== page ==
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Cracks show fragility of US' quest in Asia

By WANG XU and ZHAO RUINAN | China Daily | Updated: 2022-05-25 09:48
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Australian Prime Minister Anthony Albanese, US President Joe Biden, Japanese Prime Minister Fumio Kishida and Indian Prime Minister Narendra Modi attend the Japan-US-Australia-India Fellowship Founding Celebration event, in Tokyo, Japan, May 24, 2022. [Photo/Agencies]

Divisions at Quad, with India neutral on Russia, highlight Biden's uphill task

Despite his efforts to foster unity abroad, United States President Joe Biden on Tuesday saw cracks emerge even before he left talks with Asian security partners in Tokyo on Tuesday as India stands apart from the condemnation of Russia by other members of the Quadrilateral Security Dialogue, or Quad.

On Tuesday, Quad leaders held a second in-person meeting, in Tokyo, since its rehashed launch in 2017. Biden spent most of his time talking about Russia's military operation in Ukraine before the closed-door meeting with Japanese Prime Minister Fumio Kishida, Australia's new Prime Minister Anthony Albanese and Indian Prime Minister Narendra Modi.

Biden and Kishida both took note of the situation in Ukraine while Modi used his opening comments to praise the Quad's influence and describe his country's work on COVID-19 and other issues.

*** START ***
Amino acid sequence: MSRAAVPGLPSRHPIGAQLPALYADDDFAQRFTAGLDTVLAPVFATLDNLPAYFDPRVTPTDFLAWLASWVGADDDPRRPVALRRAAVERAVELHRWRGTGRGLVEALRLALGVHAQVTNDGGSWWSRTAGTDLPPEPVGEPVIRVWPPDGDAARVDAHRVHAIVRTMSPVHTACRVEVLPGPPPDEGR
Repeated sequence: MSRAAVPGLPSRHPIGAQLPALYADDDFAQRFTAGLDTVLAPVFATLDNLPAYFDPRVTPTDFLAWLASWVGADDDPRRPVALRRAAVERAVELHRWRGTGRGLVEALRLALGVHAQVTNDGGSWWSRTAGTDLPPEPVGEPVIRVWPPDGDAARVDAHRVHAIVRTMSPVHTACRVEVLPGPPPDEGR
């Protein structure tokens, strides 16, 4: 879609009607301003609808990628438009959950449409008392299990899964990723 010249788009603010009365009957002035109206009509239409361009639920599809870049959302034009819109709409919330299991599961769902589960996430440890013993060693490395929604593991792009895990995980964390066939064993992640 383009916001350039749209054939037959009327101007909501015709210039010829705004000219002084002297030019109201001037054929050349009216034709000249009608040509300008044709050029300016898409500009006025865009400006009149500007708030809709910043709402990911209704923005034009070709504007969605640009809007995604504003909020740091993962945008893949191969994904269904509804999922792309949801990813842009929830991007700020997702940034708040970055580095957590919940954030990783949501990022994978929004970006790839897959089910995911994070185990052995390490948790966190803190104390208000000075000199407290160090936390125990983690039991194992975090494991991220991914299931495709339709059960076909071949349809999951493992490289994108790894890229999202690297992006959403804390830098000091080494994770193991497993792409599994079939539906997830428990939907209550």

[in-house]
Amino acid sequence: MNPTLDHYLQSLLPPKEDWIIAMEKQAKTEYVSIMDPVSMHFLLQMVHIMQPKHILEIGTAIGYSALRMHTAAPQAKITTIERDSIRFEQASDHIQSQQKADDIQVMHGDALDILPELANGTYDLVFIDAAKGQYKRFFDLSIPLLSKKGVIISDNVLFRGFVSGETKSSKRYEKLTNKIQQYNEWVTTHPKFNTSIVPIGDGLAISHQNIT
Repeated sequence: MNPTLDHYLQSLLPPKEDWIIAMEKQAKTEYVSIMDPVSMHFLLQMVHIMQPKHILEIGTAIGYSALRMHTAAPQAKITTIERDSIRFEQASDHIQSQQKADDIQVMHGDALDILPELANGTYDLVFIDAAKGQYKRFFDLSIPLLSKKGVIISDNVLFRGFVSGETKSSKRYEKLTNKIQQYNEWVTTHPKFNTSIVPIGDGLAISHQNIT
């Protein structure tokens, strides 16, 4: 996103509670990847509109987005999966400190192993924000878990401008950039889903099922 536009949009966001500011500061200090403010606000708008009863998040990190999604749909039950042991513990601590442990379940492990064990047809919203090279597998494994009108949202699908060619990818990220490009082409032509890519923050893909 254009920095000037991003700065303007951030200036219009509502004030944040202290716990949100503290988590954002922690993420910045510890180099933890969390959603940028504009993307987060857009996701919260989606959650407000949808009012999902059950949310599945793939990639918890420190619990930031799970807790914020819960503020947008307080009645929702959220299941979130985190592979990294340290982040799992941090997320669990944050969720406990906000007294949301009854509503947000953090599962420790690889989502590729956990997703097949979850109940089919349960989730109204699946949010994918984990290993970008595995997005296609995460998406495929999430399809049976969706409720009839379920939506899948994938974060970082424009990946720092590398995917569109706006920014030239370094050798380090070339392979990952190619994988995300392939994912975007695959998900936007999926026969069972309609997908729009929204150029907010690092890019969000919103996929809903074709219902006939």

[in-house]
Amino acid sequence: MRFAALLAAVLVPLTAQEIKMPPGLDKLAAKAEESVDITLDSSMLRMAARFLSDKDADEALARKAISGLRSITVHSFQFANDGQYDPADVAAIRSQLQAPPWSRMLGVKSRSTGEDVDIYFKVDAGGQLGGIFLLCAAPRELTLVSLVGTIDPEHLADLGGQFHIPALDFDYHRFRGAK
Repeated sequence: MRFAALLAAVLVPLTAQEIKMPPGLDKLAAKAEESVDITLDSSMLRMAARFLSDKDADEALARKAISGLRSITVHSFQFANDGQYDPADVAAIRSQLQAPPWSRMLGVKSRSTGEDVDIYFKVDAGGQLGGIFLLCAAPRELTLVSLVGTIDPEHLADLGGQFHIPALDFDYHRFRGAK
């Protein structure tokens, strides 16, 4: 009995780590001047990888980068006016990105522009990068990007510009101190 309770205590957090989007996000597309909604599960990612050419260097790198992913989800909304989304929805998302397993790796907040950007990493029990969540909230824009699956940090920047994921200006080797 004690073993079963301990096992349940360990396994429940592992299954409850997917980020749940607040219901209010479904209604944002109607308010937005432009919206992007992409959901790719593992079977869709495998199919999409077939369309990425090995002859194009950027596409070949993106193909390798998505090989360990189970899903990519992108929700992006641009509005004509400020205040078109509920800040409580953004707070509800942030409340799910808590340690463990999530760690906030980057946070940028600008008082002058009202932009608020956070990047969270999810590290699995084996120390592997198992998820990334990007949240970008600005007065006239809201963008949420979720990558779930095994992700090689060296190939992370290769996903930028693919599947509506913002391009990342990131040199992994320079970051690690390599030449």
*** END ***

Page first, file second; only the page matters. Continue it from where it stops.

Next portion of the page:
However, the four countries did achieve an agreement to set up a satellite-based initiative to monitor ships in the Indo-Pacific region. Many believe the move is designed to deter China's fishing boats, as the group said it was concerned about the so-called challenges to international law, including freedom of navigation and overflight in the East China Sea and the South China Sea.

In response, Beijing said the Quad is making groundless accusations because China always upholds the international order based on international law.

"Relevant countries should not be biased, make groundless accusations against China, start small cliques or incite bloc confrontations. That will be a true threat to peace, stability, and cooperation in maritime order," said Wang Wenbin, Chinese Foreign Ministry spokesman.

Masanari Koike, a former member of Japan's House of Representatives, said the Quad statement showed Washington's strong belief that the United Nations and other international organizations no longer suit its version of "regional stability".

'Fragile and inconsistent'

"It is obvious that the US aims to increase its regional involvement and deterrence capacity over China. And given that Australia and Japan are already allies of the US that Washington can share intelligence with", it is important for the US to see the extent of India's commitment and "what New Delhi is going to offer", Koike said.

Liu Yuanling, a researcher in the Institute of American Studies at the Chinese Academy of Social Sciences, said that anti-China sentiment forms the glue that binds the Quad countries, but the group itself is not as cohesive as its leaders have touted.

"India's unwillingness to follow the West's suit to sanction Russia sends a message that it is in fact, fragile and inconsistent," she said.

Mo Jingxi contributed to this story.

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